Red Farmer's Biggest Win

| April 07, 2005

Racer Red Farmer began his career in the 1940s and is still going strong at age 75.

Red Farmer deserved to be in the International Motorsports Hall of Fame, but normally a driver must be retired – or passed on – at least five years before becoming eligible. Since Farmer – now 75 and who used to list his age as “past halfway” – has no intentions of slowing down, the IMHoF committee decided to let him in sooner instead of later.

“I’m glad they decided I could go ahead and qualify while I could still enjoy it,” says Farmer, who joins four other motorsports greats set for induction in April. “I’ve been fortunate to be in a lot of halls of fame, but this has to be the biggest because there’s nothing left after this.”

The announcement was made in October during a press conference in Birmingham, with Farmer on hand for the festivities. He’ll join Bill France Jr., Shirley Muldowney, Bill Muncey and Bobby Rahal in this year’s class, which will be honored during an induction ceremony at the Speed Channel Dome at Talladega’s spring race.

Based on Farmer’s resume – one that began in the late 1940s – granting him eligibility without meeting the standard criteria seems like a small concession.

While racing in seven different decades, Farmer has taken more than 740 feature victories on asphalt, dirt and superspeedways. He won the NASCAR Modified Championship in 1956, then claimed three Late Model Sportsman crowns in the late 1960s and early 1970s. That series was the forerunner of what is now known as the NASCAR Busch Series.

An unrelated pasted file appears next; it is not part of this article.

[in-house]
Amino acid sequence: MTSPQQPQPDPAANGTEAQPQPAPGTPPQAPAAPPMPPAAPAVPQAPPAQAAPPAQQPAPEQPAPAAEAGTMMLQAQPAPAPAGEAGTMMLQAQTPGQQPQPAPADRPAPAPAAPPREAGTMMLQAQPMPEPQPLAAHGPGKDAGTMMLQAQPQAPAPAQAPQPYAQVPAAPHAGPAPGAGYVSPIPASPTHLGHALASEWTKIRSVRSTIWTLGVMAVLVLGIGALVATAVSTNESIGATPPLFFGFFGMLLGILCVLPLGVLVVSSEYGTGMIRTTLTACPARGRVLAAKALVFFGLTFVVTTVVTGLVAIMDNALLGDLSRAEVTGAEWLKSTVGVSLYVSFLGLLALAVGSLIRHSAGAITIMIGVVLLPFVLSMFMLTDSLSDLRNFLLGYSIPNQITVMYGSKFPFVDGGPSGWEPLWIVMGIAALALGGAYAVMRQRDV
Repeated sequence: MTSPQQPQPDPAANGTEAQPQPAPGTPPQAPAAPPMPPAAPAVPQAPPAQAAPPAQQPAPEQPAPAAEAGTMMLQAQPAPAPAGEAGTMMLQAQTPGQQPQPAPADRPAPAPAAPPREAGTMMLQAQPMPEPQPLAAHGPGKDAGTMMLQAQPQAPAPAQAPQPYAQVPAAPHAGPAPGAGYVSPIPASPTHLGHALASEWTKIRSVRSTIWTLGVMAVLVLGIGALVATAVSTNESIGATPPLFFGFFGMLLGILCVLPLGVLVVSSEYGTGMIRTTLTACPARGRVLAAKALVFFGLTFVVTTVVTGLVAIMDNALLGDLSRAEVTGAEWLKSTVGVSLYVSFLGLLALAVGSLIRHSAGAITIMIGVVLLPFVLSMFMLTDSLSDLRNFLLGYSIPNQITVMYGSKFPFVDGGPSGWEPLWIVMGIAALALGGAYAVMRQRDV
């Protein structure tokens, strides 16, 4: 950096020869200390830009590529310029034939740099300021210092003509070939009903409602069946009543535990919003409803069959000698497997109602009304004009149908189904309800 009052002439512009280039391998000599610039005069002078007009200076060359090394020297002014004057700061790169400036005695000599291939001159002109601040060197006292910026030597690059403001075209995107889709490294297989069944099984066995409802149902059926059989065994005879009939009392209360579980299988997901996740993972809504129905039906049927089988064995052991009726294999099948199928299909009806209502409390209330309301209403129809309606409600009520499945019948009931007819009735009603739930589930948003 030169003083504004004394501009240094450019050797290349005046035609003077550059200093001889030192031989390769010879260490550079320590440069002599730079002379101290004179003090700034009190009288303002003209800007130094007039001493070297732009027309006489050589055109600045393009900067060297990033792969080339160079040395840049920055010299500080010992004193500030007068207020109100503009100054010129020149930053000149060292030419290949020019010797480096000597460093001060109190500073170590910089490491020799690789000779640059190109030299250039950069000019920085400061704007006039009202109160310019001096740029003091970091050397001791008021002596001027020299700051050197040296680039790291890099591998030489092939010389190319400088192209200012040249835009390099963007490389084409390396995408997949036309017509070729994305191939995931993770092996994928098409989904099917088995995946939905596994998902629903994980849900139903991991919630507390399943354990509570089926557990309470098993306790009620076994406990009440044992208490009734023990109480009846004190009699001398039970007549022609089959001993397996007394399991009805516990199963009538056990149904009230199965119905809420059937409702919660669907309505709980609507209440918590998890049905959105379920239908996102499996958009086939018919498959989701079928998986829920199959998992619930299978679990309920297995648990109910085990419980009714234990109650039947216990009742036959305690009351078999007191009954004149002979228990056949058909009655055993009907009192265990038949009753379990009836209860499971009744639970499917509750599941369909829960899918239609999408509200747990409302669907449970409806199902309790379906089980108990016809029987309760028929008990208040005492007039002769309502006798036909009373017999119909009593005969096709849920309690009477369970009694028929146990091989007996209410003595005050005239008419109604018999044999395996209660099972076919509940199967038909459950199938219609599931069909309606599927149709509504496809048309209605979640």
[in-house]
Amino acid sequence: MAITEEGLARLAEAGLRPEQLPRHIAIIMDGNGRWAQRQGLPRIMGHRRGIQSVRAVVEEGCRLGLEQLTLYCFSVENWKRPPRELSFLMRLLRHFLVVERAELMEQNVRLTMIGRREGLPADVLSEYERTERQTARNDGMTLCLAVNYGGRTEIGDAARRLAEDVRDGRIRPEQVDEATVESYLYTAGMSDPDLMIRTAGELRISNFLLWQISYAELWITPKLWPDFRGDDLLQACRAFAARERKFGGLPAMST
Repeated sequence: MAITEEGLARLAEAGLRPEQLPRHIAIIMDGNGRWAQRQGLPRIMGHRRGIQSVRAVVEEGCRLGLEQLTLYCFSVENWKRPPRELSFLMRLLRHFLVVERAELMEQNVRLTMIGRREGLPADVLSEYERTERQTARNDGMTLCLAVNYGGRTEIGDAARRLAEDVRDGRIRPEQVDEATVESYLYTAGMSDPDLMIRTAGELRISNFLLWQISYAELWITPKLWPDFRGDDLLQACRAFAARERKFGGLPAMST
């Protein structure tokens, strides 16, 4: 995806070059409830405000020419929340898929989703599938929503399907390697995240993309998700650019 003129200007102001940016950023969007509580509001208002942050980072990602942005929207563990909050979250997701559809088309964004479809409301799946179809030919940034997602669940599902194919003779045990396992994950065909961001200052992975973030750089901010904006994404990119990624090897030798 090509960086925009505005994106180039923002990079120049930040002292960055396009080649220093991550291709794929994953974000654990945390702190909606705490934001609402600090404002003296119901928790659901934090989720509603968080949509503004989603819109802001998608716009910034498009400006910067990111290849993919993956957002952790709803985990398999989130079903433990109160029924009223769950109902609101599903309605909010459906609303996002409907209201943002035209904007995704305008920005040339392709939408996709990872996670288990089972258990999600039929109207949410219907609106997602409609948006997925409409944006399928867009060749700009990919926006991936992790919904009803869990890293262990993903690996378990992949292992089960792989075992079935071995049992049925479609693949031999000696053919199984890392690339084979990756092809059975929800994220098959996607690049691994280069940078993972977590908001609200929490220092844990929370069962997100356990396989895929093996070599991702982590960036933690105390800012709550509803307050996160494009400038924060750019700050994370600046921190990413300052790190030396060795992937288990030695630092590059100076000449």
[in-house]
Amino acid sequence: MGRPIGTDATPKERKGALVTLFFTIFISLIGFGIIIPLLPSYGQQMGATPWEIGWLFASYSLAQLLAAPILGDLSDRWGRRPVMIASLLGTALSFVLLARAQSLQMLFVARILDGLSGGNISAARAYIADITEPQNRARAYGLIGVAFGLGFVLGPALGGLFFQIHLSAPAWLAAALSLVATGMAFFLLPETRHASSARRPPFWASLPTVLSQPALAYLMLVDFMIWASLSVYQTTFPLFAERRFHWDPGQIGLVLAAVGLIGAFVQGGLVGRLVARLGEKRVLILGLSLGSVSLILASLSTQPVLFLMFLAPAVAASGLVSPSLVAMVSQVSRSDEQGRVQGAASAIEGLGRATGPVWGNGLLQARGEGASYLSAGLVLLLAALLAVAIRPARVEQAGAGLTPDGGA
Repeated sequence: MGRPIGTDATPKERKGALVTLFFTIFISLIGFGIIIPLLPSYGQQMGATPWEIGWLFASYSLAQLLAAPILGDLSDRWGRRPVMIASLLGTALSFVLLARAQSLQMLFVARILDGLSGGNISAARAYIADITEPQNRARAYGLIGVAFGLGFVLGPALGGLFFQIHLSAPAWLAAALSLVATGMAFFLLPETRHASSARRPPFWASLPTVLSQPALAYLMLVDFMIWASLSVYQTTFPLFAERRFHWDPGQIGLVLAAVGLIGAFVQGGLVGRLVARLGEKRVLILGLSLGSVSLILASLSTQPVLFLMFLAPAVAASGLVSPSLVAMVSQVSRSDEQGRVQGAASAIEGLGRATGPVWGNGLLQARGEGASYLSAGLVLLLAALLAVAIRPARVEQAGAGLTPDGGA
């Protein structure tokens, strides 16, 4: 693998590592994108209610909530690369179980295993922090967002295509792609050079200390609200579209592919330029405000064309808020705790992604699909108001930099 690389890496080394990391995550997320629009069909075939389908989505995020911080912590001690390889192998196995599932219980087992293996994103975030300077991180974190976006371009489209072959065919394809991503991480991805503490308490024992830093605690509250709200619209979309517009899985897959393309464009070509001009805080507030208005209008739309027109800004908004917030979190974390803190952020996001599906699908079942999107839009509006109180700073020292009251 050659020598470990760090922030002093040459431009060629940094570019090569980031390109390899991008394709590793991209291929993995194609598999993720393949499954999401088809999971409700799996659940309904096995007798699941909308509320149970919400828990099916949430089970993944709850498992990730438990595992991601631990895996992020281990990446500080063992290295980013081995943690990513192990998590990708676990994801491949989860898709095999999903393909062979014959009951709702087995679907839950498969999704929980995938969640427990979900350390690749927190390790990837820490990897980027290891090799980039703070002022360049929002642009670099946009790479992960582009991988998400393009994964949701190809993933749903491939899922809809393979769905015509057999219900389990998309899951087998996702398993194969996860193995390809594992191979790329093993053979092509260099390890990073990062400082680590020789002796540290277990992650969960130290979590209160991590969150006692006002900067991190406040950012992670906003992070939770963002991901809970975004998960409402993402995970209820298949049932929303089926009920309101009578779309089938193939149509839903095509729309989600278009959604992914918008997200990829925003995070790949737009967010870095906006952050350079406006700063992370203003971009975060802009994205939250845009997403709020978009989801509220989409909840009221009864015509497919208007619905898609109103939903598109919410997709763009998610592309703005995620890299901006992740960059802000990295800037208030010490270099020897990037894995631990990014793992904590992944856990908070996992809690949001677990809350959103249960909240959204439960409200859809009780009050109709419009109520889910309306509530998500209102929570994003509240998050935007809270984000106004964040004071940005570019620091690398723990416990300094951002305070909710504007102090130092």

Aside from Thursday’s honor, Farmer is also a member of the Alabama Sports Hall of Fame, Dirt Track Hall of Fame and Talladega/Texaco Walk of Fame.

In 2000, he was named one of NASCAR’s 50 Greatest Drivers.

“All of those were special,” Farmer says. “Especially being named one of NASCAR’s 50 greatest. But this is the ultimate for me.”

Needless to say, a career that has spanned more than 50 years has featured plenty of highlights, but Farmer says one stands out in particular.

“In 1971 I ran in the Daytona 300 Permatex race,” says Farmer, referring to an event sanctioned by the Automobile Racing Club of America (ARCA) circuit.

“The last eight races they had held there had been won by the NASCAR (Winston Cup) guys, but I won it, and it was my first superspeedway win.

“But what made it even better is that my mother was there, and it was the first time she’d ever seen me race. Plus, it was her birthday (Feb. 13), so things couldn’t have worked out better.”

France Jr., the son of NASCAR founder “Big” Bill France, got the nod due to helping the sport outgrow its regional bounds and become an international phenomenon. France Jr. served as a rule maker, promoter, ambassador and salesman for NASCAR, and he engineered the series’ record-setting $2.4 billion television contract.

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